Two current projects from a collaboration between Clemson University’s School of Computing and College of Education aim to bring artificial intelligence into schools. The teams behind these projects are looking to bring more personalized learning to teachers and students through examining teachers’ professional development and students’ awareness of cybersecurity.
In one project, Clemson professors Nathan McNeese and Bart Knijnenburg — faculty in the human-centered computing division in Clemson’s School of Computing — are part of a team that is crafting a recommender system that will assist teachers in professional development. Jeff Marshall, associate dean of research and graduate programs in the College of Education serves as principal investigator. The project’s idea is similar to Netflix’s recommendation system for movies or shows, or to Spotify’s recommendations for music. The team’s program would recommend additional continuing education opportunities to teachers.
McNeese says the process begins when the team examines the teacher’s current skill set.
“We give [the teachers] that survey, we take that data, and then we organize that data into a database, and we create an algorithm to understand the best potential professional development recommendation for them based on that data,” he says. “And that’s what the recommender system is — it’s that algorithm that’s taking that data, it’s weighting that data, it’s looking at the relationships amongst that data to provide a recommendation.”
The team says this may be the first time something like this has been developed.
“It has the potential to be very high impact, because it will allow teachers a multitude of options for professional development in a meaningful way that’s based on what they want and need, which is not necessarily the norm right now,” says McNeese.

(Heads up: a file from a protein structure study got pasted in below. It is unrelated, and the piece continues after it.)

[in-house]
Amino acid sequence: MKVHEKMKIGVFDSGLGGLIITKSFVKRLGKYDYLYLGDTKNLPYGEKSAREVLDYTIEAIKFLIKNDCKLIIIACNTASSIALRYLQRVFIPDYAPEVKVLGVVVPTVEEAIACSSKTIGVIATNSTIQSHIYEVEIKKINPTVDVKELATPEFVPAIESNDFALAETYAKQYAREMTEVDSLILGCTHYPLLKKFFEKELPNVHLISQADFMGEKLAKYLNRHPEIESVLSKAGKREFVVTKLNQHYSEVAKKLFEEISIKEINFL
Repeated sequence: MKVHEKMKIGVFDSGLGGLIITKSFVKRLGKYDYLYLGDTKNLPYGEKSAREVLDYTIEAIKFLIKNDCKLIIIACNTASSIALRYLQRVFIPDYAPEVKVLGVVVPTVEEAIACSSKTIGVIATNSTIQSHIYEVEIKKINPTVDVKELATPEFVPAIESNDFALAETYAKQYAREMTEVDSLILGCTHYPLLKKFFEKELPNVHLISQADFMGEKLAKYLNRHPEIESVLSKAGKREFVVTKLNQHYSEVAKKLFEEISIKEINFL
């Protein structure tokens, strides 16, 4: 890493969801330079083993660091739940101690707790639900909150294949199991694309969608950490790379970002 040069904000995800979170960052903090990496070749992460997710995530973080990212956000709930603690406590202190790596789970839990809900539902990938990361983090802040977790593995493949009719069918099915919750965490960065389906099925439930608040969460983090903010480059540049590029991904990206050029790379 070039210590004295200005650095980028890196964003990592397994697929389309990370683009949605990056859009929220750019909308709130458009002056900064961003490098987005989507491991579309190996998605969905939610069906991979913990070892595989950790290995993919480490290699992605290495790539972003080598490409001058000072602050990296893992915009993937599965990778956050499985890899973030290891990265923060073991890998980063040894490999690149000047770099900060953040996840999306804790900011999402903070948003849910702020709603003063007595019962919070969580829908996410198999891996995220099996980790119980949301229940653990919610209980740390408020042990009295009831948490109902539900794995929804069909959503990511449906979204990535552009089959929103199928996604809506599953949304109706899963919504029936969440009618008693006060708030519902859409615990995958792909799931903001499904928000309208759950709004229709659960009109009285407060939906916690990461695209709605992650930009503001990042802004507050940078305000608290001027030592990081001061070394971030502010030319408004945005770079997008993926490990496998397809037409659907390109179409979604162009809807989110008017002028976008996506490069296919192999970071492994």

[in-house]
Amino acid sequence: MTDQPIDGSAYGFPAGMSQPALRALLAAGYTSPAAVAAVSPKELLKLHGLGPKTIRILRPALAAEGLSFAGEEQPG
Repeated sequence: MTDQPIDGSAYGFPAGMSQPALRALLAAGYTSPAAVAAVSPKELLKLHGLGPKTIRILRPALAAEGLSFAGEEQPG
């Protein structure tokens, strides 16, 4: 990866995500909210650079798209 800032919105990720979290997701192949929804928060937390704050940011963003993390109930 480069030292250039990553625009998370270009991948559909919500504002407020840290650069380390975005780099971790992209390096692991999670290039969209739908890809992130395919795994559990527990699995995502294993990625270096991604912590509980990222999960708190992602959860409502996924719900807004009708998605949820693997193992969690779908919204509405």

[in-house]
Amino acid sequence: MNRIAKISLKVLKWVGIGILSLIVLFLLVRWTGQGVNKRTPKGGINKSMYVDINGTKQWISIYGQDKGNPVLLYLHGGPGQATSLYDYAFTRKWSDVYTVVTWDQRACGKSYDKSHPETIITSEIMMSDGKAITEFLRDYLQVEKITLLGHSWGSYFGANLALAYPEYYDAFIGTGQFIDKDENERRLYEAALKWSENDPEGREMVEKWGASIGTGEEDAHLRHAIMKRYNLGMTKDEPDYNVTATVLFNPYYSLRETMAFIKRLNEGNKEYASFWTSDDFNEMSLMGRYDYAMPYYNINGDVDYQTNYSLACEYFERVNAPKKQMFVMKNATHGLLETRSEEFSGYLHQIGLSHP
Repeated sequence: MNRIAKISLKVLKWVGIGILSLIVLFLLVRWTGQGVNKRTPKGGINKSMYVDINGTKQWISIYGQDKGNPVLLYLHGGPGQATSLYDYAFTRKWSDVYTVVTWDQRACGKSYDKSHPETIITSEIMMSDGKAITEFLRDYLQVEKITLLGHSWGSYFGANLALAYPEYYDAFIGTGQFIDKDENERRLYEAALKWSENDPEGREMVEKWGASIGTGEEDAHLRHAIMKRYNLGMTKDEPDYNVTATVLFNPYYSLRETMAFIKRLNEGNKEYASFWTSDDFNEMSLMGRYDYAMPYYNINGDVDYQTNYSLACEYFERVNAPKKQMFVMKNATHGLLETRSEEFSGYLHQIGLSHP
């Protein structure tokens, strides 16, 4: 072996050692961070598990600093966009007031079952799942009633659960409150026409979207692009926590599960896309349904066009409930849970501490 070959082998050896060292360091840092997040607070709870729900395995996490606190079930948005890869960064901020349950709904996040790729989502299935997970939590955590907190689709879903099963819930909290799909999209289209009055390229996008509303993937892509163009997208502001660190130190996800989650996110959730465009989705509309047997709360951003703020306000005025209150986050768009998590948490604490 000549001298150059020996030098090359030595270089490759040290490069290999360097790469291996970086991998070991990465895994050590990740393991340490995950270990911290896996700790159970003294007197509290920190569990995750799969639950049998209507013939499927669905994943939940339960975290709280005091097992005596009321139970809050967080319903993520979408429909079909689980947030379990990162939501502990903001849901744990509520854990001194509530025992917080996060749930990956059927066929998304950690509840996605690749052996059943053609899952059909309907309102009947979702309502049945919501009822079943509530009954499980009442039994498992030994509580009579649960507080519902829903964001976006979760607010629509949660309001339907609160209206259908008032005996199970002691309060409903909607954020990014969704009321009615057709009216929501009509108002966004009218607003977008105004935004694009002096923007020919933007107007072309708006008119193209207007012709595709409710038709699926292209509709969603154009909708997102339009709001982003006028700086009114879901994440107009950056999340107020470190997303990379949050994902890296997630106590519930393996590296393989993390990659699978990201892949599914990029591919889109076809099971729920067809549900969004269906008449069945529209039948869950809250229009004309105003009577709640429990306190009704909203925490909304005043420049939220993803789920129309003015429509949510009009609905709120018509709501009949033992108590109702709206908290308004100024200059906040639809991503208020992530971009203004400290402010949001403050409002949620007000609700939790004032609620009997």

In a second project, Knijnenburg and Kelly Caine, associate professor of human-centered computing, are developing a math course that introduces concepts of cybersecurity to middle school students, specifically teaching them how AI is used to build algorithms to track their movements online. Nicole Bannister, associate professor of education at Clemson, is the project’s PI.
“We realized that the probably the best way to kind of inform people about these threats is to get them while they’re young. Right? That’s the idea,” says Knijnenburg of his fellow researchers.
Knijnenburg explains that U.S. privacy laws protect those younger than 13, so by focusing on middle-school-aged students, the course can educate them before they have their online activities traced.
“They should be aware of how algorithms are tracking their behaviors and making inferences about their behaviors,” Knijnenburg says.
The module is in its very first phases, with the team still looking to put a program in front of students. The project will have input from teachers and students on what math will be used and how the concepts will be delivered.
“We are going to be focused on not only picking children who are really good at math,” says Clemson Ph.D. student Shahan Iqbal.
Amy Apon, the C. Tycho Howle Director of the School of Computing, said in a statement that both the recommender system and the middle-school math modules underscore how researchers are using AI to address real-world problems.
“Researchers in the School of Computing are working across disciplines to apply artificial intelligence to a broad range of applications aimed at strengthening education, industry and individual well-being,” Apon says. “The research we do provides our students with a tremendous opportunity to work on the cutting edge of technology in a fast-growing field. Their experiences prepare them for the AI workforce of the future.”